By L.E. Eisenmenger – BOSTON, MA (Oct 19, 2009) USSoccerPlayers — In August, Major League Soccer ticket sales dipped over 4% overall and dropped double digits up to 34% for six franchises while nationwide sales for international matches skyrocketed. That should be enough of an indication that MLS needs to rethink what marketing to adults means.
The biggest challenge MLS faces is the diversity of soccer fans in this country. There are US national team fans, Premier League and European fans, MLS fans, WPS fans, South and Central American soccer fans, USL fans, college soccer fans, and youth soccer fans. Many of these people disregard other leagues. Some are openly contemptuous.
Initially, MLS targeted youth markets, assuming young players would grow into adult ticket buyers. This has proven not to be the case.
Television promotions and broadcasts have grown in presentation and in volume, but it’s the exceptions that give MLS a unique stadium atmosphere. It’s no coincidence that most are expansion teams, with older clubs seeing declines in attendance and general appeal.
MLS clubs are re-imagining their marketing plans, trying to attract adults. More often than not they follow an established template, such as that of the National Football League, the 'classic rock' of American pro sports. For MLS, this can come off feeling and looking like a cheap imitation.
American football is a different game with a different mentality and different fans, so MLS needs to use different strategies and build on the collective strength of diverse American soccer fans to creative a successful, unique atmosphere. American football is an American-grown male-played sport. Soccer is an international sport carried through generations of diverse immigrants and also played by 15 million US females, and those are two good reasons MLS can sell tickets and succeed.
Given the crash and burn of the print media industry, MLS went in-house online to create low-budget news, interviews, video promotions, and fan boards. They developed MLSnet into a fairly accessible statistics and sanitized news source. But in the process of creating a communications product, they lost track of their very specific audience.
Simply put, they often deal with college-educated and media-saturated fans born and raised in the wiles of marketing. These fans have seen oil companies promote the environment, fast food joints claim health benefits, and watch celebrities propping up products nobody should want, much less need.
American soccer’s target audience is smarter and savvier than the people trying to sell to them, and MLS can use that to their advantage. MLS commissioner Don Garber is on the right track with his blog and twitter feed. MLS and their clubs need to open the discussion about the growth of the league to the public and attract fans with increased transparency. Growth, change, and possibility are what MLS is all about. These are big picture topics and often the message behind powerful advertising campaigns.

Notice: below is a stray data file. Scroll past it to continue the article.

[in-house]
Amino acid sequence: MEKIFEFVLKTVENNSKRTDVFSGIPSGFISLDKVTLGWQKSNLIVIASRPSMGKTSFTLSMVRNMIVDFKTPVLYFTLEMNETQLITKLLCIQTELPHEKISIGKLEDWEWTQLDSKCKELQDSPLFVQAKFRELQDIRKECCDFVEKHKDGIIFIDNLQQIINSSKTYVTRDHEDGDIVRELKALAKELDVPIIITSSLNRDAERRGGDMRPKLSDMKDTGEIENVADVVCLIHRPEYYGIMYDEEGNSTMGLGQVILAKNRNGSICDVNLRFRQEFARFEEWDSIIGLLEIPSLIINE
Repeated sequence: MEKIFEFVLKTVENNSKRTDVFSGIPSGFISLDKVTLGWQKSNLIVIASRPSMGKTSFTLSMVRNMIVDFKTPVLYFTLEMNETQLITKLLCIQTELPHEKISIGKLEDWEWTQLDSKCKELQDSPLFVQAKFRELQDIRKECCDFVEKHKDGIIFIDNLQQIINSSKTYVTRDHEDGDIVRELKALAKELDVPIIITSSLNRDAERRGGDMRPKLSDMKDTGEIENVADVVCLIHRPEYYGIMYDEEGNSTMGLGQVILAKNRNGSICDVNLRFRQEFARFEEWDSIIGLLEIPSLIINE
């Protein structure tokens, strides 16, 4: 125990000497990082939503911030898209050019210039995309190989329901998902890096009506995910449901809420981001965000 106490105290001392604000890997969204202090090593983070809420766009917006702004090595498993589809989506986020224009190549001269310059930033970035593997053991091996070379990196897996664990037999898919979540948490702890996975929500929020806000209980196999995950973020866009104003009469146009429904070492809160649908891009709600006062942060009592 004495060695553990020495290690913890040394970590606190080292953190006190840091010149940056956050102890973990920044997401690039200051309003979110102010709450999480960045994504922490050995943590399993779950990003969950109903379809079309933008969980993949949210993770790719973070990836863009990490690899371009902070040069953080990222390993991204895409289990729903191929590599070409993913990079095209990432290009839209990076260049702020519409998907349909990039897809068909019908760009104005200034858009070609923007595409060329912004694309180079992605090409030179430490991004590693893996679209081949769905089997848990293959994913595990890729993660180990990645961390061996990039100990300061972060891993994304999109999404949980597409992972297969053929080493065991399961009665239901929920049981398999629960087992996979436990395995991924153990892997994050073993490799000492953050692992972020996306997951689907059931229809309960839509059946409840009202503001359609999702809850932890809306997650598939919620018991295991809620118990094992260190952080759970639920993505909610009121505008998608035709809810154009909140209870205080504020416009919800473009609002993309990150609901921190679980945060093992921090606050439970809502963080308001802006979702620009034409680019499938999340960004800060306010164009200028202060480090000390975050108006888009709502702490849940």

Money is interesting. Policy is interesting. Conversation is interesting. Being talked at is not. MLS doesn’t even need to reveal dollars and deals, but it can raise its profile by making business and growth a public matter, opening up discussions about the choices and outcomes they face. When people/consumers are faced with controversy, as small as one product vs another, they make a decision.
The critical moment in advertising and sales occurs when the customer makes a decision. They commit to that decision, defend it, invest in it, and often affiliate with a tribe. The greatest challenge in MLS is affiliation, within the current power structures of the sport and with both the general sports fan and the genuine soccer fans. The risk is alienation. When it works, it creates a culture.
For MLS, this culture should include convincing people that they’re putting money into the product by spending on talent. The games should be presented in an atmosphere that speaks to soccer in the contemporary era and as a unique experience. MLS doesn’t have to be like anything else, and it would be far better off putting that into practice.
High quality players, teams, and games satisfy the various tribes of fans. Guillermo Barros Schelloto, Cuauhtemoc Blanco, or Landon Donovan don’t need the sideshow to get their game over. It’s right there in front of the audience.
Rather than make the major and minor league moves that risk alienating a soccer-specific audience, make the experience about the game. Copying what other North American leagues are doing doesn’t work for those leagues, not really. Everything gets turned into a trend and is eventually pushed aside for whatever is next. Sports marketing becomes about product rather than the event.
Soccer in America can be different. After all, this game is about character.